If your car starts making a funny noise, you can turn up the radio and ignore it, hoping whatever problem it’s warning you about will go away by itself.
Or you can take your car to a mechanic, get to the root of the problem, fix what you can, take measures to prevent a recurrence, and perhaps head off a major breakdown in the future.
Fortunately, addressing the noise is what the Schenectady school district decided to do with regard to its suspension issue. Only the breakdown they’re attempting to avert is to someone’s life.
Suspending students for disciplinary problems is an easy, punitive measure that the district had taken far too often in the past. The number of suspensions in the district also showed a racial bias, with a disproportionate number of black students receiving suspensions over white students.
But through its two-year-old “diversion program” designed to address the issues that lead to trouble and suspensions, the district is helping kids avoid future issues, keeping them in school longer so they can continue their studies without missing too much material, and perhaps putting them on the road toward better behavior and academic success.
The diversion program allows students who are suspended for over five days to get a reduced sentence, if you will, in exchange for subjecting themselves to counseling, a monitored health and services program, and adherence to a recommended method of treatment.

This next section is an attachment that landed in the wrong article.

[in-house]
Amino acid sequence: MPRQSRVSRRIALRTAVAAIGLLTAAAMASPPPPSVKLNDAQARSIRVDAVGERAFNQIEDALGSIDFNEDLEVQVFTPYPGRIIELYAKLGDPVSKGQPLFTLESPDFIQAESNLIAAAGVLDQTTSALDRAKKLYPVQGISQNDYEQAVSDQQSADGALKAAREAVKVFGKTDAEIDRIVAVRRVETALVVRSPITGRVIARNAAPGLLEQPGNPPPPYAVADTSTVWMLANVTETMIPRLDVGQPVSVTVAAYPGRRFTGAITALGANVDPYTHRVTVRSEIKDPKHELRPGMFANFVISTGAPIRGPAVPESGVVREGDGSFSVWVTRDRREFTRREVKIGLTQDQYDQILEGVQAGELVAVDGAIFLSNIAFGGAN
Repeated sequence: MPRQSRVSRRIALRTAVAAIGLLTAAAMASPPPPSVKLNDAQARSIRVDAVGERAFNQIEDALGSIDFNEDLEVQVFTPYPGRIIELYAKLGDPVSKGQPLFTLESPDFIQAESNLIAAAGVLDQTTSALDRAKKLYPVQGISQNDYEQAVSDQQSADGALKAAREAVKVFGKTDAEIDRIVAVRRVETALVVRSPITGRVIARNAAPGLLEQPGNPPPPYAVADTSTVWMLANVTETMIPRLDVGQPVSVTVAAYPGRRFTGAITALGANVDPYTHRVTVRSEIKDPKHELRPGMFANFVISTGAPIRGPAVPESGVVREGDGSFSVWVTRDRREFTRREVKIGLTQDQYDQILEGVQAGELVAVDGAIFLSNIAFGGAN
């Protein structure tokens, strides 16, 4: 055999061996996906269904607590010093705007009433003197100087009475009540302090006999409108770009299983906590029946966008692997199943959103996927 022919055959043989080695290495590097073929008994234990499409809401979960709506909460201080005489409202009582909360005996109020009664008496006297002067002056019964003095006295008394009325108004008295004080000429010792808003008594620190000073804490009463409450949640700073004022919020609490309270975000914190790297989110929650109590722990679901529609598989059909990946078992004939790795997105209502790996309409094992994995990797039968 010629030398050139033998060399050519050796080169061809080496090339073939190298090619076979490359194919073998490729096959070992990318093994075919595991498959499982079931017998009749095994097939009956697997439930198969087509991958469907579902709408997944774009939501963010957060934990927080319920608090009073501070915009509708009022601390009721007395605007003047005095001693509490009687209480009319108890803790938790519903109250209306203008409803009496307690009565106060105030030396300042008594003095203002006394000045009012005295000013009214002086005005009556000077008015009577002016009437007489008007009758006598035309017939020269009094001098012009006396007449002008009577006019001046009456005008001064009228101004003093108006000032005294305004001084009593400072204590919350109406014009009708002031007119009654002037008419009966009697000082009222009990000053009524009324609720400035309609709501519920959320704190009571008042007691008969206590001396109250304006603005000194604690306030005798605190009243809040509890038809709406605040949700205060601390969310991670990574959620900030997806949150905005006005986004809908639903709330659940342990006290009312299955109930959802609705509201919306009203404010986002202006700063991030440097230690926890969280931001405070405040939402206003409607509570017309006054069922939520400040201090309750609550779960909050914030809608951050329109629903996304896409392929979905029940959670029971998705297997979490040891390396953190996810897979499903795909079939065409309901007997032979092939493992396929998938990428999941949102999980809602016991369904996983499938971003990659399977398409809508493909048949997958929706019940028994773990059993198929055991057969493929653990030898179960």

The district’s goal is to take the emphasis off punishment and put it on getting students the help they need to control and alter their behavior.
It’s an approach similar to that used in the state’s criminal justice system through alternatives to incarceration, particularly in the area of drugs, DWI, mental health and youth crimes. It’s worked to reduce crime, imprisonment and recidivism in the criminal justice system. And we’re seeing signs it’s working in the school system.
An article in Sunday’s paper by staff writer Zachary Matson reported that in the past year, the district has significantly reduced the total number of days students were suspended from school, increased the number of kids participating in the diversion program, and narrowed the gap between black and white student suspensions.
It’s still far too early to judge the long-term effectiveness of this approach. But it’s shown promise, and the district needs to see it through by expanding and improving the program and making it available to more students.
The district still has a long, long way to go in addressing the way it handles discipline. But the improvement in suspension data is a hopeful sign.
The more emphasis the district places on addressing the root causes of student behavioral issues, the better off the district, the students and society will be.